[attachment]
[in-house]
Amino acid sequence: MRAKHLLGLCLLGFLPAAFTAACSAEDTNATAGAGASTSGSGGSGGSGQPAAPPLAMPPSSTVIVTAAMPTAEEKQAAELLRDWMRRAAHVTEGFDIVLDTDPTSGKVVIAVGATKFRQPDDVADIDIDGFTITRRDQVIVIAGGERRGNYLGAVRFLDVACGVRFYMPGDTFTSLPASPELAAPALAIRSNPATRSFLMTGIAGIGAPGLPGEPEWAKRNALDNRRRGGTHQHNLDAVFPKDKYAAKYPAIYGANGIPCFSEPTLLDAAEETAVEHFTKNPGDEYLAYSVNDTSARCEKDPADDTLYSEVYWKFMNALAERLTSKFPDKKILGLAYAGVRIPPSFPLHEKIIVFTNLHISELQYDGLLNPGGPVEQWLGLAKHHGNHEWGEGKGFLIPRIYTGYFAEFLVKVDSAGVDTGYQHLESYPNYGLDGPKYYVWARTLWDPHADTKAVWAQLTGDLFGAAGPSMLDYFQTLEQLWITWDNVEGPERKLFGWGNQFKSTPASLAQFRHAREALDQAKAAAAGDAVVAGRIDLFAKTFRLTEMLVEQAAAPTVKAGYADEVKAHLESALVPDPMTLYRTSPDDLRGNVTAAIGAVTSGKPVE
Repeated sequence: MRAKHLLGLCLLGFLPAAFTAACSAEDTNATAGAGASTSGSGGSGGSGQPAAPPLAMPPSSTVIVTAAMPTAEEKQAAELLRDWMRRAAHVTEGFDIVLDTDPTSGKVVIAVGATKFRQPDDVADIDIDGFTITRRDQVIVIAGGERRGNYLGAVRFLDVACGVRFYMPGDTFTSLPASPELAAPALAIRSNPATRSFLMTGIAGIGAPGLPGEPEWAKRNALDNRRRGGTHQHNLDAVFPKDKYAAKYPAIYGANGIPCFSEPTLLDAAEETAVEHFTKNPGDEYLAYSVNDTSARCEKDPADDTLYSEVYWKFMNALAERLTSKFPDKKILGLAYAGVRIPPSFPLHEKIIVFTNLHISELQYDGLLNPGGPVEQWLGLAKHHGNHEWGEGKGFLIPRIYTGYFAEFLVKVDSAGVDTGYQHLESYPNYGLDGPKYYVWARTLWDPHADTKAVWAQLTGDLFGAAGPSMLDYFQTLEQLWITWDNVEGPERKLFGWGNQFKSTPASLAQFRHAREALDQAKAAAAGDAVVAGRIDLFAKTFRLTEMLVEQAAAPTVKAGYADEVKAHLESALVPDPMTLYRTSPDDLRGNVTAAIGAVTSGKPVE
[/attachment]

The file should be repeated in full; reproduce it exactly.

[in-house]
Amino acid sequence: MRAKHLLGLCLLGFLPAAFTAACSAEDTNATAGAGASTSGSGGSGGSGQPAAPPLAMPPSSTVIVTAAMPTAEEKQAAELLRDWMRRAAHVTEGFDIVLDTDPTSGKVVIAVGATKFRQPDDVADIDIDGFTITRRDQVIVIAGGERRGNYLGAVRFLDVACGVRFYMPGDTFTSLPASPELAAPALAIRSNPATRSFLMTGIAGIGAPGLPGEPEWAKRNALDNRRRGGTHQHNLDAVFPKDKYAAKYPAIYGANGIPCFSEPTLLDAAEETAVEHFTKNPGDEYLAYSVNDTSARCEKDPADDTLYSEVYWKFMNALAERLTSKFPDKKILGLAYAGVRIPPSFPLHEKIIVFTNLHISELQYDGLLNPGGPVEQWLGLAKHHGNHEWGEGKGFLIPRIYTGYFAEFLVKVDSAGVDTGYQHLESYPNYGLDGPKYYVWARTLWDPHADTKAVWAQLTGDLFGAAGPSMLDYFQTLEQLWITWDNVEGPERKLFGWGNQFKSTPASLAQFRHAREALDQAKAAAAGDAVVAGRIDLFAKTFRLTEMLVEQAAAPTVKAGYADEVKAHLESALVPDPMTLYRTSPDDLRGNVTAAIGAVTSGKPVE
Repeated sequence: MRAKHLLGLCLLGFLPAAFTAACSAEDTNATAGAGASTSGSGGSGGSGQPAAPPLAMPPSSTVIVTAAMPTAEEKQAAELLRDWMRRAAHVTEGFDIVLDTDPTSGKVVIAVGATKFRQPDDVADIDIDGFTITRRDQVIVIAGGERRGNYLGAVRFLDVACGVRFYMPGDTFTSLPASPELAAPALAIRSNPATRSFLMTGIAGIGAPGLPGEPEWAKRNALDNRRRGGTHQHNLDAVFPKDKYAAKYPAIYGANGIPCFSEPTLLDAAEETAVEHFTKNPGDEYLAYSVNDTSARCEKDPADDTLYSEVYWKFMNALAERLTSKFPDKKILGLAYAGVRIPPSFPLHEKIIVFTNLHISELQYDGLLNPGGPVEQWLGLAKHHGNHEWGEGKGFLIPRIYTGYFAEFLVKVDSAGVDTGYQHLESYPNYGLDGPKYYVWARTLWDPHADTKAVWAQLTGDLFGAAGPSMLDYFQTLEQLWITWDNVEGPERKLFGWGNQFKSTPASLAQFRHAREALDQAKAAAAGDAVVAGRIDLFAKTFRLTEMLVEQAAAPTVKAGYADEVKAHLESALVPDPMTLYRTSPDDLRGNVTAAIGAVTSGKPVE